No company intentionally goes against its interests, the so called shareholders value.

Some companies, though, pursue shareholders value in the long term. And not surprisingly, by doing so, they also manage to more positively contribute to the communities they operate in.

Other companies, instead, pursue shareholders value in the short term. And when doing that, it’s very challenging to also juggle the interests of people that happen to live where the company carries out its business.

A good example of the first type of company is Mars. In 2009, 2013, and 2016, Mars has interpreted a raising trend and has shrinked the size of their snacks, so that they could be consumed while still meeting general guidelines for the assumption of sugars. They have also doubled down on the effort by challenging some high level partnerships and campaigning to reduce weekly consumption of their products.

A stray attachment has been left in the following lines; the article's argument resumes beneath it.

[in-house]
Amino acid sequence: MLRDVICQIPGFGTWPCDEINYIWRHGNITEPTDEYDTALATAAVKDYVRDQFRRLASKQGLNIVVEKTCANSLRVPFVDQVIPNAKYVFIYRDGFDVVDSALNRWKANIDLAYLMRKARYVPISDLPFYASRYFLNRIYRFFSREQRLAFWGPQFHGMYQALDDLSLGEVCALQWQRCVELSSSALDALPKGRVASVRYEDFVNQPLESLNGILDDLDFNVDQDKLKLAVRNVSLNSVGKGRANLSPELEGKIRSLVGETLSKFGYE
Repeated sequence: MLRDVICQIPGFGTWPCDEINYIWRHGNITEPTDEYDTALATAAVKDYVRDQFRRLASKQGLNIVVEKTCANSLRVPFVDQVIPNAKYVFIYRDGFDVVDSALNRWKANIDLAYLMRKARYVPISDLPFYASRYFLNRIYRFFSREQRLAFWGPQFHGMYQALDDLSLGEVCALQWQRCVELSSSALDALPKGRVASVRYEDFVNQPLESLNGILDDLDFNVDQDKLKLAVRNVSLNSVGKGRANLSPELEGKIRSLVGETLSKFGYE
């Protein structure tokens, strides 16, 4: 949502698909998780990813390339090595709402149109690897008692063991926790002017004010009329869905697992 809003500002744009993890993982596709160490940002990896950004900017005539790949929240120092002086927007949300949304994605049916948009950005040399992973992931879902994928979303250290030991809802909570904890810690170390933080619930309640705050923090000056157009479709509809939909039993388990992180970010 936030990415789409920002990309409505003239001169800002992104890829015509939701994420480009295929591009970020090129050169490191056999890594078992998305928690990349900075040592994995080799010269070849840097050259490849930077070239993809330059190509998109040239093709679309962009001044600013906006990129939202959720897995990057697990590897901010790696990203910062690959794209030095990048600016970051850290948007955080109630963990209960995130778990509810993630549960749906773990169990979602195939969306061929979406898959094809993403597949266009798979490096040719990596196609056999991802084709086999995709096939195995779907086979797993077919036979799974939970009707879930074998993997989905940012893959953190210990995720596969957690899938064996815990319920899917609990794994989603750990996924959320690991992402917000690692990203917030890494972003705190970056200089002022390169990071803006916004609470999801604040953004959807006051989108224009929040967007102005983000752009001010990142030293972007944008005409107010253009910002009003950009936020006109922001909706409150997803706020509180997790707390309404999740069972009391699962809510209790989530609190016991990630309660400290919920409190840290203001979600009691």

A good example of the second type of company is Facebook. Despite having been asked to take action for the negative effects on communities all over the world – from threatening western democracies to being a platform used for inciting genocide, from the horrific impact on mental health to the malicious inflation of ads metrics to fulfill their own agenda -, management sticks to their guns and refuses to translate a part of their financial success into effective measures to counter these (and other) problems.

A company is never expected to be a charity, and there are negative side effects to most products or services we are happy to live with. Yet the way business is done draws a clear line between the two types. As you build and grow (or help building and growing) your organisation, you should think about on what side you want it to be.

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